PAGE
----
$5 Billion in Student Loans May be Uncollectable Because Holder of the Loans Cannot Prove It Owns Them

The National Collegiate Student Loan Trusts (NCSLT), a group of 15 trusts for private student loans, has misplaced the paperwork that proves it owns $5-billion in student debt. Judges have dismissed NCSLT collection lawsuits in Ohio, New Hampshire and Texas because the company cannot document its claims.  Increasingly, the only time these debts are collected are when borrowers do not show up to defend themselves or when they voluntarily pay without a court judgement. These loans are not guaranteed by the federal government.

Billions of dollars in student loans may be wiped out for tens of thousands of borrowers in the US because a lender didn’t keep track of the paperwork verifying ownership of the loans, according to The New York Times.

The National Collegiate Student Loan Trusts, which holds 800,000 private loans and is one of the country’s largest owners of private student loans, is at the center of the legal dispute, The Times reports.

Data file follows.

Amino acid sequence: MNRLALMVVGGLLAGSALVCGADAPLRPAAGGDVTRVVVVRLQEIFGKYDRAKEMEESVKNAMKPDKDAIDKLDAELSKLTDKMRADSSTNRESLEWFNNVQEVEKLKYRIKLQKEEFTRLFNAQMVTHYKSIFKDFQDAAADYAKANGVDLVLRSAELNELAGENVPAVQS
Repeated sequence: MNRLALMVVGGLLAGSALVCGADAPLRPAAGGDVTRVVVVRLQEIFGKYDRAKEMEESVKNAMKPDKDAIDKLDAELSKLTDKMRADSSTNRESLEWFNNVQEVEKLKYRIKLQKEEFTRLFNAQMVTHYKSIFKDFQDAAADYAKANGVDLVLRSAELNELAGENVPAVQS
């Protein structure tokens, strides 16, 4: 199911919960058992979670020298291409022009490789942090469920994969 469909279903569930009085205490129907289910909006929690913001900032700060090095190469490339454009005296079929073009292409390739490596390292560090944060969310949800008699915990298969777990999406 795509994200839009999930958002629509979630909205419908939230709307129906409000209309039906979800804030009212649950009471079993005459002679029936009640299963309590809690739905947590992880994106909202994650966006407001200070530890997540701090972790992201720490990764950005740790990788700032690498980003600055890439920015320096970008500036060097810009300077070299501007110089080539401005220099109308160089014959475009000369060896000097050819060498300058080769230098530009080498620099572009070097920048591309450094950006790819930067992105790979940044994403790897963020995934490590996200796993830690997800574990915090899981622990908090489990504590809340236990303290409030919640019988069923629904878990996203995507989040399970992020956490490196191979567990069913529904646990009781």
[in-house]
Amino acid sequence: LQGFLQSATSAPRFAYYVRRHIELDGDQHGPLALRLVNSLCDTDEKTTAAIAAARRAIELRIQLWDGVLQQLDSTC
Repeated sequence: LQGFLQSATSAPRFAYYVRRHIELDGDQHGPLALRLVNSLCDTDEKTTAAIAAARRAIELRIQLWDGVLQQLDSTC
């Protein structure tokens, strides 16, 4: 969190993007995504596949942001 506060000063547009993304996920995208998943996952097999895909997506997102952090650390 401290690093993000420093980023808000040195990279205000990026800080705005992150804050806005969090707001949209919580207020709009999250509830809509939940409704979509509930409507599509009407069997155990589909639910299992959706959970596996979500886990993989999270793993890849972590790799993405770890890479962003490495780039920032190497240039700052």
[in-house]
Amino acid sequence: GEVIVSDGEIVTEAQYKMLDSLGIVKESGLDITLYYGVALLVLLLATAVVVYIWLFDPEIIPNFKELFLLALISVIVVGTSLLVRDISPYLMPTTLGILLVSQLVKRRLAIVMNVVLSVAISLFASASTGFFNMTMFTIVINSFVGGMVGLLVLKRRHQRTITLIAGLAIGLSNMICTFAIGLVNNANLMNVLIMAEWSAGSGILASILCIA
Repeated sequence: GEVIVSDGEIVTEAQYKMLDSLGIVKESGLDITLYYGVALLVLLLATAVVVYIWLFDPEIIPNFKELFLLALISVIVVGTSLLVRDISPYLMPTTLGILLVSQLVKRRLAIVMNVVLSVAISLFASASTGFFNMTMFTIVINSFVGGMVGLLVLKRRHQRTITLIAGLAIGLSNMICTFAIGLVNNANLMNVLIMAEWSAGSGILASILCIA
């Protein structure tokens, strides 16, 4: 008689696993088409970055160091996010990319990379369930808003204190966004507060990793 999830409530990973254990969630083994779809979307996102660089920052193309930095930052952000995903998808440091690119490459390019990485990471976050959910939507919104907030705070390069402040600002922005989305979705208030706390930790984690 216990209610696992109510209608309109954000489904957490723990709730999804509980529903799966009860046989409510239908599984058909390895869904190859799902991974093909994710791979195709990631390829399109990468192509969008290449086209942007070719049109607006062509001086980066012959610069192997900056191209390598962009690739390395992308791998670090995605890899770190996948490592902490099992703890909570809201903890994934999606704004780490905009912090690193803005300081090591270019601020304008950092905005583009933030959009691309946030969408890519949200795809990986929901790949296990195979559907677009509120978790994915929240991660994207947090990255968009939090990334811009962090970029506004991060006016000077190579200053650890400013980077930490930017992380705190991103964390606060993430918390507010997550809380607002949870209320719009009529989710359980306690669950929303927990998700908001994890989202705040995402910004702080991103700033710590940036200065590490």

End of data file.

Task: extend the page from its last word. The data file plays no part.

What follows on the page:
Borrowers are failing to repay more than $5 billion of the $12 billion in private student loans held by National Collegiate, sending the loans into default. The organization has brought more than 800 lawsuits against borrowers this year alone in pursuit of repayment — and National Collegiate usually wins because borrowers either choose to settle or don’t show up in court, according to The Times.

When borrowers do show up to fight, the cases are not so straightforward. Disorganized or missing paperwork has made it difficult for National Collegiate to prove it does indeed own the defaulted loan it’s demanding repayment on, according to The Times. To be clear, The Times reports, the organization’s legal problems don’t include falsifying documents.

The student loans held by National Collegiate were made “more than a decade ago by dozens of different banks, then bundled together by a financing company and sold to investors through a process known as securitization,” and they weren’t guaranteed by the federal government, according to The Times.

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